"The two Tests in New Zealand are not part of the World Test Championship, but actually they form a really important part of the build-up process to South Africa, which is a series that we've got to go and win," said Giles. "And New Zealand are a strong team. We are not going there lightly, so we've got to be ready."
A further consideration for Moeen is that the Sri Lanka tour falls close to the start of the 2020 IPL, a tournament for which he has a lucrative contract with Royal Challengers Bangalore. While Giles insisted that Moeen's decision would not be solely driven by any desire to play a full part in RCB's campaign, he was adamant that the rewards of the tournament were not merely financial - as shown by the big-game experience that many of England's 50-over stars were able to lean upon in key moments of the World Cup.
"It is going to be very difficult for us to stop players going [to the IPL] without risking losing them," Giles said. "We've got to accept that and manage our players outside that. They have to be reasonable in accepting we are making space for them, because their main duty is to represent England. But that window [in the schedule] is left open for them for a reason."
Giles acknowledged, too, that the incredible demands placed on England's cricketers in the summer to end all summers were unsustainable, and that the board had a duty of care towards Moeen, and others who have struggled with the team's multiple ambitions.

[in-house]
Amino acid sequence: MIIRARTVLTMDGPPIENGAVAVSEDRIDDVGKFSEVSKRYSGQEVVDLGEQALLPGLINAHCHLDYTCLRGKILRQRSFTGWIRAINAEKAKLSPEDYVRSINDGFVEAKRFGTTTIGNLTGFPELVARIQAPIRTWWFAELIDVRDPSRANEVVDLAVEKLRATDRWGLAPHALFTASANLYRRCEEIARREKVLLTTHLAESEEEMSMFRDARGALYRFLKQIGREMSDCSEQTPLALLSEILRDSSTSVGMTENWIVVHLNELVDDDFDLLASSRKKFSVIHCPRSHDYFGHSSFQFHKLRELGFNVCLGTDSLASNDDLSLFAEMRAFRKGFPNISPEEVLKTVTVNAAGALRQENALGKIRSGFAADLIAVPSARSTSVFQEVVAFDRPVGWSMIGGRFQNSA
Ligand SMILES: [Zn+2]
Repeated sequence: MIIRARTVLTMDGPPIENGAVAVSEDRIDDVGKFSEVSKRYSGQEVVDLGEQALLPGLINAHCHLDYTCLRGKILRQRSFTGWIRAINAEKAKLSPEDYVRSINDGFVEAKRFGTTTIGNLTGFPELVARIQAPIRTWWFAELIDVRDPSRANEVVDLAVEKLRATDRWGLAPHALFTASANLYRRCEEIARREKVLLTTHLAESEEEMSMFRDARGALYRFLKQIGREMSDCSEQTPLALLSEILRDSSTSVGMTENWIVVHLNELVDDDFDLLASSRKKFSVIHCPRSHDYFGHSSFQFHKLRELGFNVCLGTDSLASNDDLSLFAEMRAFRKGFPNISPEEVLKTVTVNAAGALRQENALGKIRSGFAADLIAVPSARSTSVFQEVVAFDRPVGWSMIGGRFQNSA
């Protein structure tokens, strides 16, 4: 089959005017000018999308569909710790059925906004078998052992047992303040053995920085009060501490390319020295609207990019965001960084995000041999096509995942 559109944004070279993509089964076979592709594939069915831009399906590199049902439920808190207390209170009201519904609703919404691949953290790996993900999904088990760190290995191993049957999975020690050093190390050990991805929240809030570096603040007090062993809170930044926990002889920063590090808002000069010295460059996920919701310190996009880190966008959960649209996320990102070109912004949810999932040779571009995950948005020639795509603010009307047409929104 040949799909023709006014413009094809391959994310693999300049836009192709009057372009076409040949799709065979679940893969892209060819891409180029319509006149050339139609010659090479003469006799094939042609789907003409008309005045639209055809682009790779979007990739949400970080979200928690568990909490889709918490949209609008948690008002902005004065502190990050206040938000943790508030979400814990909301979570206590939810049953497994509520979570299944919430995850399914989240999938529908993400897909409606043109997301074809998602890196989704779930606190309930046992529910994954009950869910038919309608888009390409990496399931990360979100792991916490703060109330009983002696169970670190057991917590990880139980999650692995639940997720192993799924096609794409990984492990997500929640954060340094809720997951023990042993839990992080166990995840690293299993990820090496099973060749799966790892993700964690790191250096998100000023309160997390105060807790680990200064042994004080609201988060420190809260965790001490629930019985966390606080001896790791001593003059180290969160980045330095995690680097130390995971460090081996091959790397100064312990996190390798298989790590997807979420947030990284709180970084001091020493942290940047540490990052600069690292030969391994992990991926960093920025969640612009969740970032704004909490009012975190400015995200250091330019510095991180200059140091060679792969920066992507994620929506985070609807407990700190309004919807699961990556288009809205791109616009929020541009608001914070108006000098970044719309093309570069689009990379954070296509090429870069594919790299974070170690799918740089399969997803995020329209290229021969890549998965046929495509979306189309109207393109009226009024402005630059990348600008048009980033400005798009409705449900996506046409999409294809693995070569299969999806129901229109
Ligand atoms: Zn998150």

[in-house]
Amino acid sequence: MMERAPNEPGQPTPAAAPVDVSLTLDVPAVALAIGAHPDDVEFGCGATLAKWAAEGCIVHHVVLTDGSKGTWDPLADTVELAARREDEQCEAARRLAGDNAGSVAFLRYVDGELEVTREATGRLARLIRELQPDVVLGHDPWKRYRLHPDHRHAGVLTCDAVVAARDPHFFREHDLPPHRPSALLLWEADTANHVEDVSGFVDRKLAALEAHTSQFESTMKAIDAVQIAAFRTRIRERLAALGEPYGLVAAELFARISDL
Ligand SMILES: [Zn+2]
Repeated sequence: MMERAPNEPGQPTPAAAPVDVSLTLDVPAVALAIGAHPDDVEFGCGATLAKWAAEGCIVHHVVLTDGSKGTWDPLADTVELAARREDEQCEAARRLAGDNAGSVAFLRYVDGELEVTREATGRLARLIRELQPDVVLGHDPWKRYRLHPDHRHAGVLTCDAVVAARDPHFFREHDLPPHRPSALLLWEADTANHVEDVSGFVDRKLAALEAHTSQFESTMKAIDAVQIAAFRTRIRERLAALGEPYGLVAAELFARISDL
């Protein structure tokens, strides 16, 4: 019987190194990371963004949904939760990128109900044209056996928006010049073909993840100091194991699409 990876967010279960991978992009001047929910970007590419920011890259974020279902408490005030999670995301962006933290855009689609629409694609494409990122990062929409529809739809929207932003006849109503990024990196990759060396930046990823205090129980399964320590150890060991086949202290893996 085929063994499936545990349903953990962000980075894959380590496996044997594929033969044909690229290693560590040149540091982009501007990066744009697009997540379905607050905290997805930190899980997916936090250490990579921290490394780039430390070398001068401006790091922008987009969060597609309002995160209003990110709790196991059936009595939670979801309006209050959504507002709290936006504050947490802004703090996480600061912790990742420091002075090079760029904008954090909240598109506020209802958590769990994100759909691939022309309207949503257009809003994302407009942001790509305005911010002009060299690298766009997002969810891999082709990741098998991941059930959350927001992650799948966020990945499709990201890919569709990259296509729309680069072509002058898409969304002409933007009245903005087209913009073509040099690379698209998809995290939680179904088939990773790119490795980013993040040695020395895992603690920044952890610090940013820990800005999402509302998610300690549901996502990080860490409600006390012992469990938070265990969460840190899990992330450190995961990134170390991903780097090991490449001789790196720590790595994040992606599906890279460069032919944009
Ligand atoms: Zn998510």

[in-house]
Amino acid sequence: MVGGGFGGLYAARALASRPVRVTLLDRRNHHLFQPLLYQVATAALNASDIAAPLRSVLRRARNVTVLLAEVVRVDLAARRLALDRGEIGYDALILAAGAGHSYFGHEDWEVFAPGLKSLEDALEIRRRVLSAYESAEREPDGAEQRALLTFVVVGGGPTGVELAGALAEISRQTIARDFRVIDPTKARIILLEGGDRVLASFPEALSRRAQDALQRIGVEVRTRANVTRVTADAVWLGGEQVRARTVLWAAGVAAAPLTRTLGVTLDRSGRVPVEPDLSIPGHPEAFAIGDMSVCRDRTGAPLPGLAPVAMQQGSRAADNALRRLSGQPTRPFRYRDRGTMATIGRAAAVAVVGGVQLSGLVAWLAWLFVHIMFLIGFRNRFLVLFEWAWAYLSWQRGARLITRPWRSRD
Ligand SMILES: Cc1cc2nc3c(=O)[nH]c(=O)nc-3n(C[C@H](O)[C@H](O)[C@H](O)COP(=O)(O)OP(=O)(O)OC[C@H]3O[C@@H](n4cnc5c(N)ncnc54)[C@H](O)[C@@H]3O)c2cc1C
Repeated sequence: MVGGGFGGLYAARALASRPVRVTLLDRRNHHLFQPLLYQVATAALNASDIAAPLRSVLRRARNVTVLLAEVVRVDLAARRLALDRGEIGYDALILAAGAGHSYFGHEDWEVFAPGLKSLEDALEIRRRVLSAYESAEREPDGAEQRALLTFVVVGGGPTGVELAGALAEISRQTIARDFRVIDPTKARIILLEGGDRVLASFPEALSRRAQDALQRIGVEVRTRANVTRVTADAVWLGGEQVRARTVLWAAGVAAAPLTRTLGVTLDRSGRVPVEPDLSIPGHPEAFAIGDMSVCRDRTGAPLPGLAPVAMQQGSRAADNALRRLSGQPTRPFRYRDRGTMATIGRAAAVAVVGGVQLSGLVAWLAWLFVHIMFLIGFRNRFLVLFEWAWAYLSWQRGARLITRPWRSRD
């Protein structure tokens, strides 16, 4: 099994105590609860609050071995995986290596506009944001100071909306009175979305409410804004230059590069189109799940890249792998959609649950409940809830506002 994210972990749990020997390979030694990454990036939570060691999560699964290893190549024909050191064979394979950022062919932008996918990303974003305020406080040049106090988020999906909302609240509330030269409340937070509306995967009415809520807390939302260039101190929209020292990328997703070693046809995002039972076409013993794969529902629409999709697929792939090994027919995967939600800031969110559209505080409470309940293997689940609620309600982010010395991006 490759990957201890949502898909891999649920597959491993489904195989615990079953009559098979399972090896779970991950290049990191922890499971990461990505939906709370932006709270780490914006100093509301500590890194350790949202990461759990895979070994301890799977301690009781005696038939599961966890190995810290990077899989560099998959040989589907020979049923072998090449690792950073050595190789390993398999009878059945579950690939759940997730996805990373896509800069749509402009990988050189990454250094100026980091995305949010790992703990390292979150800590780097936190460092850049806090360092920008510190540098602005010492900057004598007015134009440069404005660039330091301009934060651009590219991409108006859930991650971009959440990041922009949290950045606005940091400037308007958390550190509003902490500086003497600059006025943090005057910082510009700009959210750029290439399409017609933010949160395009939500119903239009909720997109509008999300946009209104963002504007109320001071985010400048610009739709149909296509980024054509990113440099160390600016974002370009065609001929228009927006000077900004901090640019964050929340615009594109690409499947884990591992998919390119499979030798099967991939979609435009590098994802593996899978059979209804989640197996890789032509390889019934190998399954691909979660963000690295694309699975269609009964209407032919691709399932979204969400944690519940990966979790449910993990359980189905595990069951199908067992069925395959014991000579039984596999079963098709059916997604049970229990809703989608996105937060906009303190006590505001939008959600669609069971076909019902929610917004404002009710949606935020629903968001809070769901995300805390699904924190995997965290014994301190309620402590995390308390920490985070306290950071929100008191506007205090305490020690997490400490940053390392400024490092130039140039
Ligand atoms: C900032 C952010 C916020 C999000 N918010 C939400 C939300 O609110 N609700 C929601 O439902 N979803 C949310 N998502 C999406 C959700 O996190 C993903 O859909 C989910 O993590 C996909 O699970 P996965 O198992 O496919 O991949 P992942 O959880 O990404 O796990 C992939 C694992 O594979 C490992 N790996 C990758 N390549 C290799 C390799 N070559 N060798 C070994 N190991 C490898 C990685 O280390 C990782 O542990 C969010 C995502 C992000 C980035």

"These are extraordinary circumstances, and some players deal with it better than others," he said. "Some players are in different cycles of their own game, and where they are in terms of confidence - look at where [Ben] Stokes has been all summer compared to Moeen - but we're going to support these guys to come back into the side. Our whole system has got to be better at picking them up and making sure that they're better prepared for the rigours."
He conceded, too, that England's achievement in drawing the Ashes with a memorable victory in the fifth Test at The Oval was a credit to the character of a team that "really ran through the line" for themselves and for their captain, Joe Root.
"The players all suffered in different ways really," said Giles. "But I have to say great credit to every one of them. It would have been easy to roll over and just give in. But they saw it right through, and if you started the summer and offered us a World Cup win and a drawn Ashes series, we probably would have taken it.
"'Neglected' might be a strong word, but for the last four years, we know we focused primarily on white-ball cricket, and Joe has done a great job in challenging circumstances. And when a team runs through the line like they did for him this year, I think that's great credit to him.
"I said to Joe before Headingley, and this wasn't a case of taking any eyes off the ball, that if we won this series, it would have been a fantastic effort. But it would have been more on pure performance than anything else."
Additional reporting by Paul Edwards.
Andrew Miller is UK editor of ESPNcricinfo. He tweets at @miller_cricket